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THE NATION

Kennedy has an offer for Clinton

If she doesn't become Obama's secretary of State, she could help lead the Senate's planned overhaul of the healthcare system.

November 19, 2008|Noam N. Levey | Levey is a writer in our Washington bureau.

WASHINGTON — Sen. Hillary Rodham Clinton (D-N.Y), considered a prominent contender to become secretary of State in the Obama administration, was offered an alternative Tuesday -- to be a senior member of the Senate team aiming to overhaul the nation's healthcare system.

Sen. Edward M. Kennedy (D-Mass.), who has announced plans to craft sweeping healthcare legislation next year, asked the former presidential contender to head a working group focused on insurance coverage.

The potential assignment comes a decade and a half after Clinton led a controversial effort to reshape the healthcare system as first lady during her husband's first term in the White House. That campaign collapsed amid bitter opposition from many in the healthcare industry and accusations that Clinton ran a secretive process that ignored input from important stakeholders.

President-elect Barack Obama has not indicated how he plans to tackle healthcare. But many involved in the debate have high hopes that his push will be more successful.

Doctors and business and consumer groups are gearing up for an effort to improve care and bring about 46 million uninsured people into the system, something Obama and Clinton made centerpieces of their presidential campaigns.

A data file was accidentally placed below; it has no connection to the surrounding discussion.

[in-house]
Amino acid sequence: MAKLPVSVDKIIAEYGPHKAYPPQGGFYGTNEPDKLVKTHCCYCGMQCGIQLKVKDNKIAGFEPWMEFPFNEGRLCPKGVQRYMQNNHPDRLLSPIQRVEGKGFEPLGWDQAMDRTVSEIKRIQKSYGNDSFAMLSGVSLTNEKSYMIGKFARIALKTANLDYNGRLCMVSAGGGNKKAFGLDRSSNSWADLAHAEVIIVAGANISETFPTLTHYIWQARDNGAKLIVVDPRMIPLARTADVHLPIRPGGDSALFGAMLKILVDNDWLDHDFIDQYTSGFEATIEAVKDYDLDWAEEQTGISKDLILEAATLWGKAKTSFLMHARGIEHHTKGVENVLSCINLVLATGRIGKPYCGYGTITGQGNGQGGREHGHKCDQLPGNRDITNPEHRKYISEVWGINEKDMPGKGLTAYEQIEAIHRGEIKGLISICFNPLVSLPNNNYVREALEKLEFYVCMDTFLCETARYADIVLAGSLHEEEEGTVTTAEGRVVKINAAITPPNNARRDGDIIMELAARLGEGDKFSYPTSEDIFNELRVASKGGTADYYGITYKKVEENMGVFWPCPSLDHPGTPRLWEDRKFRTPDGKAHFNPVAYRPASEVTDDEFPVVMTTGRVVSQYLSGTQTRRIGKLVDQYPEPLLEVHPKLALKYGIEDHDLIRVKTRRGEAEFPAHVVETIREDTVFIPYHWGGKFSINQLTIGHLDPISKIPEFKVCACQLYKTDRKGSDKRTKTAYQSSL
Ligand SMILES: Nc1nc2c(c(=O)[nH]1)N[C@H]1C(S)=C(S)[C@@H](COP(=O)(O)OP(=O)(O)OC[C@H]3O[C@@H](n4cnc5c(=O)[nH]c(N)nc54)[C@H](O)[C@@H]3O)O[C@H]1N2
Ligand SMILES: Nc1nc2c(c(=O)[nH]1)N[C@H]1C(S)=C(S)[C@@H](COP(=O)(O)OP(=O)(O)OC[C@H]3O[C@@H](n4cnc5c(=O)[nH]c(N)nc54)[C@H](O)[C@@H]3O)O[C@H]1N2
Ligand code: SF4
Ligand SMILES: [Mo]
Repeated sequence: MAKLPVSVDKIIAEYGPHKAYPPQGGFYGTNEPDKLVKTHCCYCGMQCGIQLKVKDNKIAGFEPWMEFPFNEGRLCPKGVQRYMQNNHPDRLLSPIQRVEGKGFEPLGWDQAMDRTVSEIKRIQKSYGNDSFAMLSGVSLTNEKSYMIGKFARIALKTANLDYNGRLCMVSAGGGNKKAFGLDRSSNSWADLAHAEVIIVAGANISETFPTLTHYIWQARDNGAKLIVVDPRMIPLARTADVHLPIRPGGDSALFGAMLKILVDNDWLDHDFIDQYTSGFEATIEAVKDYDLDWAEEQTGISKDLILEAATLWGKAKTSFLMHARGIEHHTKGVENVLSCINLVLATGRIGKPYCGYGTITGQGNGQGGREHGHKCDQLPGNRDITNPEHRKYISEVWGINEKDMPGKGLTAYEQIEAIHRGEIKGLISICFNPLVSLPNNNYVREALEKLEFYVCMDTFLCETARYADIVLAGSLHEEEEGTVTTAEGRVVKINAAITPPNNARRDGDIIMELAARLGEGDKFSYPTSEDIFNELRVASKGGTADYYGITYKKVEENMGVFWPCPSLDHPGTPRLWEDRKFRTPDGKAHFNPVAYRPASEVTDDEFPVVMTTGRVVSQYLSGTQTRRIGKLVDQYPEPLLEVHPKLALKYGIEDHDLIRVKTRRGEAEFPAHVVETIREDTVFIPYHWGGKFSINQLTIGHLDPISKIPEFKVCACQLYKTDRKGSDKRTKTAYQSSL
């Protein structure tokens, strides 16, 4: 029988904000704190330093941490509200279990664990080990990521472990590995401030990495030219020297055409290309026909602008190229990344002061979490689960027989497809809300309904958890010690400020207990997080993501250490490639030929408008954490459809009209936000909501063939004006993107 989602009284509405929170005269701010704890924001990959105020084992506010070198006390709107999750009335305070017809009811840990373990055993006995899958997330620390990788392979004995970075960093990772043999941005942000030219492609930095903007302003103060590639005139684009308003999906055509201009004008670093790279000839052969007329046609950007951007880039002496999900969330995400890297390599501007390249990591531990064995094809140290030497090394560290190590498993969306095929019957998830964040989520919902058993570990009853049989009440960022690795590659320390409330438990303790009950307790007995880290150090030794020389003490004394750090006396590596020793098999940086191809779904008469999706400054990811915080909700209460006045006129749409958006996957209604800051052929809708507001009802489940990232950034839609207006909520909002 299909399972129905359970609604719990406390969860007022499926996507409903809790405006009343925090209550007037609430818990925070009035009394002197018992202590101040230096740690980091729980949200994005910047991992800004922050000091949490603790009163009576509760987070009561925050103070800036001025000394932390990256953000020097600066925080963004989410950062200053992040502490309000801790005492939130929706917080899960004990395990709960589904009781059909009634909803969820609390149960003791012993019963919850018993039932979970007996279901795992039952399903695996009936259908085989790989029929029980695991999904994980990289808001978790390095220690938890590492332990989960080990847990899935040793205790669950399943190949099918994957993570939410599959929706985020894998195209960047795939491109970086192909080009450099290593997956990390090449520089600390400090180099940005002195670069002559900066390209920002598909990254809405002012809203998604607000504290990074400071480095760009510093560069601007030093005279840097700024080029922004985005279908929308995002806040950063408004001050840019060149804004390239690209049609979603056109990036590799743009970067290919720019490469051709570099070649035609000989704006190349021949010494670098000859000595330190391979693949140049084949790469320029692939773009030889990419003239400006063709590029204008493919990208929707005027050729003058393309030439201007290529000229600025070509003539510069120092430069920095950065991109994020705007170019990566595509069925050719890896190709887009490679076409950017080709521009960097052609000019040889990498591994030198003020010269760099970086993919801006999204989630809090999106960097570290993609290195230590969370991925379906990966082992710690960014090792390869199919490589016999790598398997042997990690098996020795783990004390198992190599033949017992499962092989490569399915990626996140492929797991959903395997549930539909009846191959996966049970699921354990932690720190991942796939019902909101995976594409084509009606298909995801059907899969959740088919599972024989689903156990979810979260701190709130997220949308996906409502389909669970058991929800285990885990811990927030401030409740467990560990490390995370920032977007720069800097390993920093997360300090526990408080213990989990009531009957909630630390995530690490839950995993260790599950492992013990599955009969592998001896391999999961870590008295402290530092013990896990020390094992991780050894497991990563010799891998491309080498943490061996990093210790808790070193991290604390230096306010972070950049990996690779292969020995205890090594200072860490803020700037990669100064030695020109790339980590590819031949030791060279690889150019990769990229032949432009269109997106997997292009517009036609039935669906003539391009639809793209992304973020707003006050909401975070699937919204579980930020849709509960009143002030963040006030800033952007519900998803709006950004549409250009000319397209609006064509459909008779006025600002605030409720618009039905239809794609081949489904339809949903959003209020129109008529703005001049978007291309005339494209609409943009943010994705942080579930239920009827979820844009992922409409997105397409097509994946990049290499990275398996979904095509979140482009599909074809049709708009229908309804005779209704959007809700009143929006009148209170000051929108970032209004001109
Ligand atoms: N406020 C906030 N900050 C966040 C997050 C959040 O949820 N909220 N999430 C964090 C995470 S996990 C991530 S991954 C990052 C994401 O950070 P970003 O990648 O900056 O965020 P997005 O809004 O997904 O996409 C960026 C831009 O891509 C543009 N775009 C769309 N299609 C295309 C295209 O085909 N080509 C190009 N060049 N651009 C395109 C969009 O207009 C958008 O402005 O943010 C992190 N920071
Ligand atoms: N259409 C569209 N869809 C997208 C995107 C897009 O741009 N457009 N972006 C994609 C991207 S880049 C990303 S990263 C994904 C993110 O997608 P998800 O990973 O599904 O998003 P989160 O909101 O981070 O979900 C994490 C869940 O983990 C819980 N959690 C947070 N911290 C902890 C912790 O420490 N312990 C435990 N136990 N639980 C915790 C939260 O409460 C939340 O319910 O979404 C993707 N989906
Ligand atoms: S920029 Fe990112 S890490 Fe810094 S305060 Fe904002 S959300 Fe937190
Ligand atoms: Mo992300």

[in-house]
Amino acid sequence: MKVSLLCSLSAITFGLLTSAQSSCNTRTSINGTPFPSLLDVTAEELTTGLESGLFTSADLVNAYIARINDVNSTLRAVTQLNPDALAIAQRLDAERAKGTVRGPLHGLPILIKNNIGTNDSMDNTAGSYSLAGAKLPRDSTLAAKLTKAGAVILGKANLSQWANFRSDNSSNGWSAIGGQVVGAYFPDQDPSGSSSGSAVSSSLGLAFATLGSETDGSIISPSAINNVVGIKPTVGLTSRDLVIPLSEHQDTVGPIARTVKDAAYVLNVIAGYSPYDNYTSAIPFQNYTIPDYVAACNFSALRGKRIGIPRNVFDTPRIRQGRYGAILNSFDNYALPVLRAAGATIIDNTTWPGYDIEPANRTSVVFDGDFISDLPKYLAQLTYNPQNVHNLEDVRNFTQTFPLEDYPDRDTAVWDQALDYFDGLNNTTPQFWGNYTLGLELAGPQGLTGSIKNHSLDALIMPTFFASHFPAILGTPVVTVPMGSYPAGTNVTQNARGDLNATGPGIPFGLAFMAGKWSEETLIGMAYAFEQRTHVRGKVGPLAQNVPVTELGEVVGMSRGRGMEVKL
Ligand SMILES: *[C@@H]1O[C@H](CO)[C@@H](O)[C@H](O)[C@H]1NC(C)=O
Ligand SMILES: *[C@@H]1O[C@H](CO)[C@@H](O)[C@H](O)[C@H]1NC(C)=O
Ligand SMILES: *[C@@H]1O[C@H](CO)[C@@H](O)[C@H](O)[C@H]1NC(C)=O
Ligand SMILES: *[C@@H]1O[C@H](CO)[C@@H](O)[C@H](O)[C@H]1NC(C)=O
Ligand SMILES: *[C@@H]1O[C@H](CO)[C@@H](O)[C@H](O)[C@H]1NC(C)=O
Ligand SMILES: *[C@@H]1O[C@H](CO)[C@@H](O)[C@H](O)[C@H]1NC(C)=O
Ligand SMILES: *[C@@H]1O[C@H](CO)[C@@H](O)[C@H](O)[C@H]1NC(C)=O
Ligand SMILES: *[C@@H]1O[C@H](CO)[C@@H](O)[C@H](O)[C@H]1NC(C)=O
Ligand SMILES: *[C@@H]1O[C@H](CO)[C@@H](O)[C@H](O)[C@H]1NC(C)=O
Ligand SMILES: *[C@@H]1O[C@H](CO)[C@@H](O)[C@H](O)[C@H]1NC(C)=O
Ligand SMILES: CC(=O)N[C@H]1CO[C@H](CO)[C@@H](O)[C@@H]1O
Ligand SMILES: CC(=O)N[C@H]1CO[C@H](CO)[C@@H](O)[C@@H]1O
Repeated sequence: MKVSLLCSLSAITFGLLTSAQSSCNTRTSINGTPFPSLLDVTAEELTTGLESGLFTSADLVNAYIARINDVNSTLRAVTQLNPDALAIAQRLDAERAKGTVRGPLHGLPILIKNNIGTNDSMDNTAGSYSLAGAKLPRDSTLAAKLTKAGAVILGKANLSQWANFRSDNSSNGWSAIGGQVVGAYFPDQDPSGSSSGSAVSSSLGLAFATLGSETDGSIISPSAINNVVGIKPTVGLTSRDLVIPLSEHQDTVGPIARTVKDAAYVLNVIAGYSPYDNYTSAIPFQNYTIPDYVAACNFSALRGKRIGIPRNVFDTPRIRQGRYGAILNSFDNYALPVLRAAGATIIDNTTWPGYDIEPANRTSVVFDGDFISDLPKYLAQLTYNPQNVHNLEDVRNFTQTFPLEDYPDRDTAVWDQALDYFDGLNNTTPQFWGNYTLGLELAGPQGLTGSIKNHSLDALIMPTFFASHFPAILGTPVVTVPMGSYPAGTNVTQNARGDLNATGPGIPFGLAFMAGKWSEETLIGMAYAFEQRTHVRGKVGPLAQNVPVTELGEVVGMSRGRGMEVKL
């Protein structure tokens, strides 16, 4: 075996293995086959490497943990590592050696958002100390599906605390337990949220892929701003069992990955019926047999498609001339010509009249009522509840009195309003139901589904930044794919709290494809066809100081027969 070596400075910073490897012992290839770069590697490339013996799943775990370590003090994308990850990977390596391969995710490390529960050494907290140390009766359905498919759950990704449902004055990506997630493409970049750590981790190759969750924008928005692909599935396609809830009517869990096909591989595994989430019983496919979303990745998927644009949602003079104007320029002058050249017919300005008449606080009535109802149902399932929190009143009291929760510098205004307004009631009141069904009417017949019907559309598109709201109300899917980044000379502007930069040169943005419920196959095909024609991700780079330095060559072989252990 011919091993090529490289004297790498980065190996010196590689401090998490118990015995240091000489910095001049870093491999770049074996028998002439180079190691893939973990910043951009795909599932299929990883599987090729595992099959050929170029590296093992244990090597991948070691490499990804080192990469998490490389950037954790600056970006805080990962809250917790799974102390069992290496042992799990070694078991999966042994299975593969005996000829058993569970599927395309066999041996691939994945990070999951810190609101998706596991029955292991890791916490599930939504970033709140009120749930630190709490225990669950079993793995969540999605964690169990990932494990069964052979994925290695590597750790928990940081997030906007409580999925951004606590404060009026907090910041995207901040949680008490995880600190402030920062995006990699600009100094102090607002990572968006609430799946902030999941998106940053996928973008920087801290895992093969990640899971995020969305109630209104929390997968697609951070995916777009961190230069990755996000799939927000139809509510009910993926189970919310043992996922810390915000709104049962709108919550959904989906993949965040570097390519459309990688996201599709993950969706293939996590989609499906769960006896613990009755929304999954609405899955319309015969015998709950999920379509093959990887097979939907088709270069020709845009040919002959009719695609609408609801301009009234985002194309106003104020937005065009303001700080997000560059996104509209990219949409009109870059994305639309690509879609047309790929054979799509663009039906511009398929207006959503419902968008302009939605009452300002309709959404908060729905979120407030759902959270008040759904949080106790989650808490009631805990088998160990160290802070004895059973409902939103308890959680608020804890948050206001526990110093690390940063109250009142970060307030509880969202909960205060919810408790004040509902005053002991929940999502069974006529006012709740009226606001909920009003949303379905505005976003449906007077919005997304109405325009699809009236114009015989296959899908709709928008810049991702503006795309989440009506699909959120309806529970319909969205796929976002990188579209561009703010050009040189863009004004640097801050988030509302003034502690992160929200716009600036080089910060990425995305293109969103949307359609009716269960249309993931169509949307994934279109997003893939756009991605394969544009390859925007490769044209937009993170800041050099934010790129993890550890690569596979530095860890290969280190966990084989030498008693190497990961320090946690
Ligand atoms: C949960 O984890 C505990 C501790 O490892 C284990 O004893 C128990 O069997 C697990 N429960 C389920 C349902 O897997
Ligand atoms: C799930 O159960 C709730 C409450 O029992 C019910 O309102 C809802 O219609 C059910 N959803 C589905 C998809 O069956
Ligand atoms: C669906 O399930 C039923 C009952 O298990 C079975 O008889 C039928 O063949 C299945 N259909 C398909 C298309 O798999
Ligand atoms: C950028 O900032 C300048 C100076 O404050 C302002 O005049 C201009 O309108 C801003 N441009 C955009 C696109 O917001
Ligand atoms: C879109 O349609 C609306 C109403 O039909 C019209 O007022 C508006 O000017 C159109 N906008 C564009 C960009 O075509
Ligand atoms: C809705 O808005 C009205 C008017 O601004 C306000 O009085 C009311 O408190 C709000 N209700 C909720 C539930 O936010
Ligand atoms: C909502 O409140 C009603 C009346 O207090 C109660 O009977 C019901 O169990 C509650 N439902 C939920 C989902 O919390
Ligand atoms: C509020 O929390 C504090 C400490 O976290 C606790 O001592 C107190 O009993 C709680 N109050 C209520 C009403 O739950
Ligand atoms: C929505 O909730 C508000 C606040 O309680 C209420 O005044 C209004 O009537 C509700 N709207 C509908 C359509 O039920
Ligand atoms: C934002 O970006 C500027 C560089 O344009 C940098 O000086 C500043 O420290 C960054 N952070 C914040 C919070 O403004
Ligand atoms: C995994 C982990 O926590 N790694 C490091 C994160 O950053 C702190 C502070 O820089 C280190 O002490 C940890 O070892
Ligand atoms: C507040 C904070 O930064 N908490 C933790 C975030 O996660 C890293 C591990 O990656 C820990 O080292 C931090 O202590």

And lawmakers on Capitol Hill are lining up to try to lead what is expected to be a long but high-profile legislative campaign.

Senate Finance Committee Chairman Max Baucus (D-Mont.) last week unveiled his template for reshaping the healthcare system.

Kennedy, who chairs the Senate Health, Education, Labor and Pensions Committee, announced Tuesday that he also had asked Sen. Tom Harkin (D-Iowa) to head a working group on prevention and public health, and Sen. Barbara A. Mikulski (D-Md.) to head a working group on improving the quality of care.

Clinton had no immediate reaction to Kennedy's invitation.

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noam.levey@latimes.com

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